SIGN IN to access Harper’s Magazine
Need to create a login? Want to change your email address or password? Forgot your password?
1. Sign in to Customer Care using your account number or postal address.
2. Select Email/Password Information.
3. Enter your new information and click on Save My Changes.
Subscribers can find additional help here. Not a subscriber? Subscribe today!
My father’s first job after being expelled from college was managing a Gold’s Gym in Minneapolis. Later, whenever we visited him on Palm Beach or in Scottsdale, he would pull out photocopies he’d kept of the gym’s workout sheets and create a workout for each of us—me, my older brother, Darren, and my little brother, Pat. Then we’d “hit the gym, boys.” As long as he was alive, even after he’d told me he feared he was losing his mind, he would join gyms and work himself into shape. For his fiftieth birthday, he set up a photo shoot for himself, putting on a Speedo and striking various embarrassing young-Schwarzenegger poses for a series of sharply etched black-and-white pictures. (Arnold Schwarzenegger was a great hero of my father’s, along with many other bodybuilders whose names I no longer remember despite the muscle-magazine subscriptions he bought me from the time I was six or seven until I was in my teens and had the courage to ask him to stop.) The photos emphasized his pectorals, his biceps, the broad muscles of his back—those wing-like muscles bodybuilders cultivate. He was always an upper-body man. “Your grandfather cursed me with these spindly calves,” he’d complain. “I can floor press more weight than any other musclehead at my gym, but my legs will never look like a real weightlifter’s. Your old man could have been a great bodybuilder, son, if it weren’t for these damn calves. He gave them to me and I gave them to you. We can run like the wind—at least, your brothers can—but we’ll never have the muscle structure we need. Of course, with your shoulders you could have one helluva build if you’d apply yourself. Maybe this summer you’ll get serious about it.”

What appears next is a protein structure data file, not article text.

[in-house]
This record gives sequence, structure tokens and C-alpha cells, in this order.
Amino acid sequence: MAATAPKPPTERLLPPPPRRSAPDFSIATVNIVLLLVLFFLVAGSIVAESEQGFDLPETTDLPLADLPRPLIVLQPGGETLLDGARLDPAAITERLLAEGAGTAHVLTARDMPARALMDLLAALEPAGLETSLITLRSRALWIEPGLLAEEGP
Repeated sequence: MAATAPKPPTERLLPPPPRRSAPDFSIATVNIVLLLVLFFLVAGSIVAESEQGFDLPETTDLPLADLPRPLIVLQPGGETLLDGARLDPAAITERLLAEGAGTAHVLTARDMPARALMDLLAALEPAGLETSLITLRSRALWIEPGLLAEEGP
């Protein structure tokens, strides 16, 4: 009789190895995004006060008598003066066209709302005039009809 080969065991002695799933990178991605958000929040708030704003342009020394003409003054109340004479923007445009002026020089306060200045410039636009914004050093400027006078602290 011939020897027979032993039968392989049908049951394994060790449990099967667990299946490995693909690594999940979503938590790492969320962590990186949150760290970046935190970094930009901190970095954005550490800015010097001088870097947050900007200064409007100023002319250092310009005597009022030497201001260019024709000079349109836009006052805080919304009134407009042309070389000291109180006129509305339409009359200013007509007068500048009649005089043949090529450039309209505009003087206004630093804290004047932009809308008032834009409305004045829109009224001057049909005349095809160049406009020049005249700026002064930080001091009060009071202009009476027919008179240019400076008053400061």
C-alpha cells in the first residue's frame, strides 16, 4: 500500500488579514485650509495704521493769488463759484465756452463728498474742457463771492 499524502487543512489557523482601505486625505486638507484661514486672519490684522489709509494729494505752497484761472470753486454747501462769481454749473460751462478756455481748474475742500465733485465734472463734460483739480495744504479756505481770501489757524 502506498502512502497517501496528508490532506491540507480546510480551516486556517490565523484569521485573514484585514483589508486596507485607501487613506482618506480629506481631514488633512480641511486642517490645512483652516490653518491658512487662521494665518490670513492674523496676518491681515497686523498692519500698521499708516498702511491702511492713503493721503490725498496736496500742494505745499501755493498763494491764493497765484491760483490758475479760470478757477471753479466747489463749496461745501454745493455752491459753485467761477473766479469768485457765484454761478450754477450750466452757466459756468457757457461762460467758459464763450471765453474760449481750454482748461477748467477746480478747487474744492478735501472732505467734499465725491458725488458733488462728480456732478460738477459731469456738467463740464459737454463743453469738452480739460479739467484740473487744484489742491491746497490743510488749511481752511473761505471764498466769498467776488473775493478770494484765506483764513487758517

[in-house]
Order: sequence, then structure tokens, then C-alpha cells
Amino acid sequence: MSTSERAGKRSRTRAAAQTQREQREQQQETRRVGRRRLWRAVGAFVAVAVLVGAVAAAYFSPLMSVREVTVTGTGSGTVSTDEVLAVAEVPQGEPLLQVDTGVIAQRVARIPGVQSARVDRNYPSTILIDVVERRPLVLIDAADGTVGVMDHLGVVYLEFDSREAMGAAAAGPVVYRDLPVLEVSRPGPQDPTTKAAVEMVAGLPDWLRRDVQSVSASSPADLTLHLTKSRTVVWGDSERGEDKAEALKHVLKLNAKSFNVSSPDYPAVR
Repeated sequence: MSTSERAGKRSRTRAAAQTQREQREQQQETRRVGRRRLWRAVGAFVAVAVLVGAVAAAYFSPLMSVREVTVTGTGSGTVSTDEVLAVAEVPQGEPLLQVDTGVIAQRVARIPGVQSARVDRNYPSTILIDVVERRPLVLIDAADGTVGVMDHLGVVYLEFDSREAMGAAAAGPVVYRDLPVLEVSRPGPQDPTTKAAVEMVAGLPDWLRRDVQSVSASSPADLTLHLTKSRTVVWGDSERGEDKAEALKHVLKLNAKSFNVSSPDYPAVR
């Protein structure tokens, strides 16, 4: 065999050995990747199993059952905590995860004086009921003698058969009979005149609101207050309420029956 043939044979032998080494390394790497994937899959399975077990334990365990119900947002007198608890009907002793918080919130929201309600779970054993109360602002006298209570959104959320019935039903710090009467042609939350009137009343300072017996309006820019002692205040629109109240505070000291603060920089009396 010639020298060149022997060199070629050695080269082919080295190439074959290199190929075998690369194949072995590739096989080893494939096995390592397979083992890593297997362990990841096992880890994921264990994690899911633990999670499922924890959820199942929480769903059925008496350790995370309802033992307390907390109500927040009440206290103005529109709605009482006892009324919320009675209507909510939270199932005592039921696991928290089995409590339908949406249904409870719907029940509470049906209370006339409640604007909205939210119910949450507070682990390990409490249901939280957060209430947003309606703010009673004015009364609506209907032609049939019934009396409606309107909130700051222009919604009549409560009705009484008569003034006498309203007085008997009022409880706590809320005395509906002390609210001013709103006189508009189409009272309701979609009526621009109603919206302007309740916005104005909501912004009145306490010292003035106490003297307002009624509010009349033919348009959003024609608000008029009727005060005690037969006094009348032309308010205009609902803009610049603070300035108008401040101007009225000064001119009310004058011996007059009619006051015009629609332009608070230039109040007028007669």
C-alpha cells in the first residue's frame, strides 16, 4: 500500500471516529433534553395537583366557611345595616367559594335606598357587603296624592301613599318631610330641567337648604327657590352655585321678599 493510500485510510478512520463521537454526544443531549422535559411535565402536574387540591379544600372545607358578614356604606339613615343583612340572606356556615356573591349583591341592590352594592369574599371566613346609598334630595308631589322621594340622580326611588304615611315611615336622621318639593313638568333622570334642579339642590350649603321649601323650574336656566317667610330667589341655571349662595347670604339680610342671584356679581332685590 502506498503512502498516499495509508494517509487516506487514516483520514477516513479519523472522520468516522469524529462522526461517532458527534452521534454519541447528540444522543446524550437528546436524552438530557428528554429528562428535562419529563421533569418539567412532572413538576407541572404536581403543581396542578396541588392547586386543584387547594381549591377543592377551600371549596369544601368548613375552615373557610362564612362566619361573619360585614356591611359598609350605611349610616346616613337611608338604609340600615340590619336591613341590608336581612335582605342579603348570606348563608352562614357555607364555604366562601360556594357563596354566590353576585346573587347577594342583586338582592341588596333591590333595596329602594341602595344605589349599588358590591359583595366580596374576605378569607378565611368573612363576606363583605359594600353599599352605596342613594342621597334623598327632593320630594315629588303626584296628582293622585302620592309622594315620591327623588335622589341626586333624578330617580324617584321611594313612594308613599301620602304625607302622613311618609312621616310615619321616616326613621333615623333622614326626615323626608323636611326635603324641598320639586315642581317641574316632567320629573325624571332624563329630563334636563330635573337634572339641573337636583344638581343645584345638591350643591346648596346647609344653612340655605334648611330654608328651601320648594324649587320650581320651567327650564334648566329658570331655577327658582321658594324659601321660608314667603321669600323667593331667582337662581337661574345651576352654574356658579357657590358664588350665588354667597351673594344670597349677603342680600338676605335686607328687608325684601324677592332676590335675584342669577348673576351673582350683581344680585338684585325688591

You will notice in the above photo that my father does not show his legs. The picture was taken in Faribault, Minnesota, where he had been sent from his home in Winnipeg to attend Shattuck, a prestigious prep school favored for bad rich boys. (“The same school they sent Marlon Brando, son,” he told me when we visited it together one summer.) As a boy I admired the photo often, because it was so clear to me that the other three young men depicted were not in the same league as my father. When I was fifteen or sixteen I would look at it and think, as one does about one’s father, “There’s why I will never be the kind of man he is. There’s why I can never do what he can do, what he has done.” Looking at it now, as a man with a seventeen-year-old daughter, I wonder what ferocity, determination, discipline, insecurity, ambition, or self-hatred led a fifteen-year-old boy to create a body like that. He was already a famous athlete for his age in Manitoba, and I saw his name on various trophies in Shattuck, where he still held the school record for most touchdowns scored in a single game. Four touchdowns. The madness my mother later insisted was already present in him as a teenager shows in that body to me now. It is the teenaged body of a man who will die in the midst of mystical visions and under suspicious circumstances in the psychiatric ward of a county hospital for indigent patients.
Clancy Martin is a contributing editor of Harper’s Magazine. His memoir “My Old Man” appears in the June 2012 issue.
More from Clancy Martin:
Conversation — March 30, 2015, 2:45 pm
“I think that the would-be suicide needs, more than anything else, to talk to a person like you, who has had to fight for life.”
Years ago, I lived in Montana, a land of purple sunsets, clear streams, and snowflakes the size of silver dollars drifting through the cold air. There were no speed limits and you could legally drive drunk. My small apartment in Missoula had little privacy. In order to write, I rented an off-season fishing cabin on Rock Creek, a one-room place with a bed and a bureau. I lacked the budget for a desk. My idea was to remove a sliding door from a closet in my apartment and place it over a couple of hastily cobbled-together sawhorses.
Amount by which a typical good-looking U.S. worker will out-earn a typical ugly one over a lifetime:
A Japanese inventor unveiled a new invisibility cloak that uses a material made of thousands of tiny beads called “retro-reflectum.”
A couple at a Cracker Barrel restaurant in Greenville, South Carolina, left their waitress a note telling her “the woman’s place is in the home,” in lieu of a tip.
Subscribe to the Weekly Review newsletter. Don’t worry, we won’t sell your email address!
"She never thanked me, never looked at me—melted away into the miserable night, in the strangest manner I ever saw. I have seen many strange things, but not one that has left a deeper impression on my memory than the dull impassive way in which that worn-out heap of misery took that piece of money, and was lost."